‘Sesame Street’ disappears from Netflix

PBS announced that Sesame Street is currently not available on Netflix, according to a report in Fortune.

Fortune cites a source saying that Sesame Street’s suspension was a result of the failure of Netflix and PBS to renew their contract before it expired.

On Sesame Street’s Facebook page, PBS said that “this is a temporary problem which we expect to be resolved within the next two weeks.”

Some fans complained. “It’s a shame that the kids (and parents) are the ones caught in the middle of your negotiations,” one person posted.  

This is just the latest dustup between those who control the pipelines and those who fill those pipes with content.

In Sesame Street’s case, it’s unclear which party pulled the content.

But consumers are increasingly caught in the middle of these battles.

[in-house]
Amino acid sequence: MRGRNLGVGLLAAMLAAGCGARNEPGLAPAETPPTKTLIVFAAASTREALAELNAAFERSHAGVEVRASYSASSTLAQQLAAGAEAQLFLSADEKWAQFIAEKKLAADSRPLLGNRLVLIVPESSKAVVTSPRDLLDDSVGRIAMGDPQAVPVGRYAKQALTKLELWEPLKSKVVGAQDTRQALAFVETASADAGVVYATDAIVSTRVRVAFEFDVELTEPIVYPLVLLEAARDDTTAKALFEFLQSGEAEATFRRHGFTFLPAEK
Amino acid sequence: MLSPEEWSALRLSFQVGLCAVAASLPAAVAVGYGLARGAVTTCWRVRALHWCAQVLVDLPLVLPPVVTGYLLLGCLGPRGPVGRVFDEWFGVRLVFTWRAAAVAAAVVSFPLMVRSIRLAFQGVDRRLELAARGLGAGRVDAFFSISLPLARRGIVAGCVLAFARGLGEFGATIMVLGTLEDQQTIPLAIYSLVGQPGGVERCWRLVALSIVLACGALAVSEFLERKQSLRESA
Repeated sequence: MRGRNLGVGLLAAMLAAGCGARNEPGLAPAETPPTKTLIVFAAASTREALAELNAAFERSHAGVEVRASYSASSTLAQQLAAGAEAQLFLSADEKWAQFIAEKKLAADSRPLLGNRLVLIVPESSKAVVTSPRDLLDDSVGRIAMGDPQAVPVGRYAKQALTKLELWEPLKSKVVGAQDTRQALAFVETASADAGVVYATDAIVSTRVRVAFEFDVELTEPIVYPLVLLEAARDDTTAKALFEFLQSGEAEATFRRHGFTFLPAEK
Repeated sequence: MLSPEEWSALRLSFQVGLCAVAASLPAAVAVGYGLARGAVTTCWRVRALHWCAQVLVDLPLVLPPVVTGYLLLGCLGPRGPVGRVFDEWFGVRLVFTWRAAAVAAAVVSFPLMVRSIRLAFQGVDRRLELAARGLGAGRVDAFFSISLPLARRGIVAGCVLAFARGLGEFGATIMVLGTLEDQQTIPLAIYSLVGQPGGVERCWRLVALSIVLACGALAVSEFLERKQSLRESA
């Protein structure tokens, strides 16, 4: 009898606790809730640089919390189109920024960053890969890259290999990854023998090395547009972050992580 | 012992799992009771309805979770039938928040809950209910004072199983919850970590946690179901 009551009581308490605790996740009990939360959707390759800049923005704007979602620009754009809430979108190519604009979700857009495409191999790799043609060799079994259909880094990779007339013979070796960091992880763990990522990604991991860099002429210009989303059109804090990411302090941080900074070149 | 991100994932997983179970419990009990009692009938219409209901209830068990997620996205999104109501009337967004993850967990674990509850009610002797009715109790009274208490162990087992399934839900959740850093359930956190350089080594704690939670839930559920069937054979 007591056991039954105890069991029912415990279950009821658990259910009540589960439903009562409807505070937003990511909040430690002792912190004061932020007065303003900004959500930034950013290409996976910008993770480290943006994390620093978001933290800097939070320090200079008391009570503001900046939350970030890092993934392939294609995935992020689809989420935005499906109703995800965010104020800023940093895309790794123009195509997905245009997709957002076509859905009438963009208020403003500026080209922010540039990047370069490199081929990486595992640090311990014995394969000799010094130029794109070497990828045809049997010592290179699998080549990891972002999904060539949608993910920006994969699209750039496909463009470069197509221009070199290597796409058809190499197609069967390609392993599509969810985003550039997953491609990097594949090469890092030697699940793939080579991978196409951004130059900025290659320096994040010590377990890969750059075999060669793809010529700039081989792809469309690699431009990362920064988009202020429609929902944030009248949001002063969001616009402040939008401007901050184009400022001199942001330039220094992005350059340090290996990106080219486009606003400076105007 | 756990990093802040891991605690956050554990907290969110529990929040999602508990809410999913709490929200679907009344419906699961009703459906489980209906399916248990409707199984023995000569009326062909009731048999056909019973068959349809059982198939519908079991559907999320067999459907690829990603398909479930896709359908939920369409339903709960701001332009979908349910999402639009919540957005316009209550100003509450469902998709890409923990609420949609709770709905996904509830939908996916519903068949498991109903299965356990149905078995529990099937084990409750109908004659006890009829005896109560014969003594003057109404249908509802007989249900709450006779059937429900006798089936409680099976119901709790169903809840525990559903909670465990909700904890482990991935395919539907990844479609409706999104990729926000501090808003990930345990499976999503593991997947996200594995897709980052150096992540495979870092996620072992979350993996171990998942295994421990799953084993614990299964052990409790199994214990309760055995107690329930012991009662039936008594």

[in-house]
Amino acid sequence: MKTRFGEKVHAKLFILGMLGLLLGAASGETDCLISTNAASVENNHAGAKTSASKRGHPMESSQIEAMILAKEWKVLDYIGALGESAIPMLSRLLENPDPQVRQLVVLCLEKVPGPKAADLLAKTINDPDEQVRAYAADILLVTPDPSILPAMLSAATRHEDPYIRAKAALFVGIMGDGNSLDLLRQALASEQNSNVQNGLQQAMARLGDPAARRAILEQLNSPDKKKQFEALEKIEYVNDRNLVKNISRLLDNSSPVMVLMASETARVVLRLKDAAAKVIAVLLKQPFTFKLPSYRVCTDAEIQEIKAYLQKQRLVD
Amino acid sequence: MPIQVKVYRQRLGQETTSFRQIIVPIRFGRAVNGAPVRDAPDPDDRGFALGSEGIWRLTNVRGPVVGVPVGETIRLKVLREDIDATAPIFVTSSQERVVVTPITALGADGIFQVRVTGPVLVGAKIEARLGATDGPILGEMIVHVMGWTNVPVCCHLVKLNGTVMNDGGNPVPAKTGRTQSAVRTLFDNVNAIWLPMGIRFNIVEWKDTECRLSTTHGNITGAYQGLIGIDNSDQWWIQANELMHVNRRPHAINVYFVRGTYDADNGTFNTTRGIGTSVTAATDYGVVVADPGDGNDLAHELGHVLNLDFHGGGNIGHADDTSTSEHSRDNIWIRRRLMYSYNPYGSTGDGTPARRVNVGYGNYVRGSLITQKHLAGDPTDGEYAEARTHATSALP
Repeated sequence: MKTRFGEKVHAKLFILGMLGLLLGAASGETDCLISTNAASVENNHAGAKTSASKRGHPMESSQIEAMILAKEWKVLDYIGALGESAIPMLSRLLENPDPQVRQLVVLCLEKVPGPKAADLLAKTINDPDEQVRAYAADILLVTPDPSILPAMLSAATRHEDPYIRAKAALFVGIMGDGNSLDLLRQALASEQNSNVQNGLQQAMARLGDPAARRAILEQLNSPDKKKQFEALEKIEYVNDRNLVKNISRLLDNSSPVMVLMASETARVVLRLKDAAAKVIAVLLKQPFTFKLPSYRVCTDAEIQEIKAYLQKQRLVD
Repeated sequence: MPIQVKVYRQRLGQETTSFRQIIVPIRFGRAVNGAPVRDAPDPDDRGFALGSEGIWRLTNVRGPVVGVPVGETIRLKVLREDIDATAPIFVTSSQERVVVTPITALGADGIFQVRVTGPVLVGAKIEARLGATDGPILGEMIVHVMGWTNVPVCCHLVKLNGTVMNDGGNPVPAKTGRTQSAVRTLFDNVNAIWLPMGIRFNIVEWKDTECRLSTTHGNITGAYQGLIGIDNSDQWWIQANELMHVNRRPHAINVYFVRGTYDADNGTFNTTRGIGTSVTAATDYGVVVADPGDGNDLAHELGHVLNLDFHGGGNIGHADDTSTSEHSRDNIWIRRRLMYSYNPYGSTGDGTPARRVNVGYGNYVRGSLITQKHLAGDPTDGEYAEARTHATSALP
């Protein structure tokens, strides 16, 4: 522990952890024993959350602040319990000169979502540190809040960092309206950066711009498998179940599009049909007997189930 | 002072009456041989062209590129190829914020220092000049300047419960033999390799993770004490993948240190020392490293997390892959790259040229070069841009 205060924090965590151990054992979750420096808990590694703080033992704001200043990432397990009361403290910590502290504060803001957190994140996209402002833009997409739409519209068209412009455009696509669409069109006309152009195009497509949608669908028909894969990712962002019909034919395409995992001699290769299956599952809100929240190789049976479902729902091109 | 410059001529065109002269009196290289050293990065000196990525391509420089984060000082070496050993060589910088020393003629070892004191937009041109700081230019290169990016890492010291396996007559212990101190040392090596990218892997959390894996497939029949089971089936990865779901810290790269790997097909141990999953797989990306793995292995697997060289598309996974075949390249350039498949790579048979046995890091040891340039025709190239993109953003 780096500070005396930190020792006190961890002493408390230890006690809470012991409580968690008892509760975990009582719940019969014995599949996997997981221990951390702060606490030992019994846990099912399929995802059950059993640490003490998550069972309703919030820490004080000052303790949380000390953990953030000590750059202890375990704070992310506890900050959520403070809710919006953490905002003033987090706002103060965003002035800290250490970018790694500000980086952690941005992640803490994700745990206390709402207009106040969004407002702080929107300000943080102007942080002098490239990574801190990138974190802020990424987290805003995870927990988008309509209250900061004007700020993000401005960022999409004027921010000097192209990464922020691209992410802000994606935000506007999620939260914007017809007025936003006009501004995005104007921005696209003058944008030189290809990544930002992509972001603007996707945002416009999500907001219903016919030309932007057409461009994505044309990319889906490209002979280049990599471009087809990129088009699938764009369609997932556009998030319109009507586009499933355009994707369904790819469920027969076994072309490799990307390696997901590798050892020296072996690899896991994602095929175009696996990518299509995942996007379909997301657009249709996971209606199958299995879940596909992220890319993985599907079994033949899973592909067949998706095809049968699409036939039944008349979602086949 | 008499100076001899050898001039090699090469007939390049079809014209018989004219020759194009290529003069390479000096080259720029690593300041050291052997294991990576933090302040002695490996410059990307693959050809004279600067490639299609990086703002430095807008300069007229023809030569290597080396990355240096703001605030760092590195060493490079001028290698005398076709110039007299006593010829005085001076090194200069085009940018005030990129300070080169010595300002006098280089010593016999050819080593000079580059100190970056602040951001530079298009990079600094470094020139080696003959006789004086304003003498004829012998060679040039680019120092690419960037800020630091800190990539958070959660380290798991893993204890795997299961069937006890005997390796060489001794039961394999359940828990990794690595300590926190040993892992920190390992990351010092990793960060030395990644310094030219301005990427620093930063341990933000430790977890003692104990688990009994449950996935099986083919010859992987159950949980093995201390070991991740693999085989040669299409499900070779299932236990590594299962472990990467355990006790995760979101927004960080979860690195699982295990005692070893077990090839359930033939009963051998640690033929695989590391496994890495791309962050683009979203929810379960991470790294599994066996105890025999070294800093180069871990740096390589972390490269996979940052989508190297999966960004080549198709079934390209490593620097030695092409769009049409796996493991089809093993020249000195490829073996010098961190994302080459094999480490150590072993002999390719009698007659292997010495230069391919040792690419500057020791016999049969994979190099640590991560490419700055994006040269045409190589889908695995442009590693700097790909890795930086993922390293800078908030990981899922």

Amazon has made it more difficult to buy books from Hachette authors because of a contract dispute. And the online retail giant has also taken on Disney, as I wrote about here recently.

Above: Cookie Monster with fruit. Photo by Richard Termine (courtesy of PBS press Web site)


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  • Bacon

    I don’t think its fair to say ‘consumers are caught in the middle.’ PBS owns Sesame Street and if they are not getting what its worth, then its theirs to do whatever they want with it. If I own a house and some guy wants to rent it from me, but we can’t agree on a price, it doesn’t suddenly make the guy’s family caught in the middle and my fault.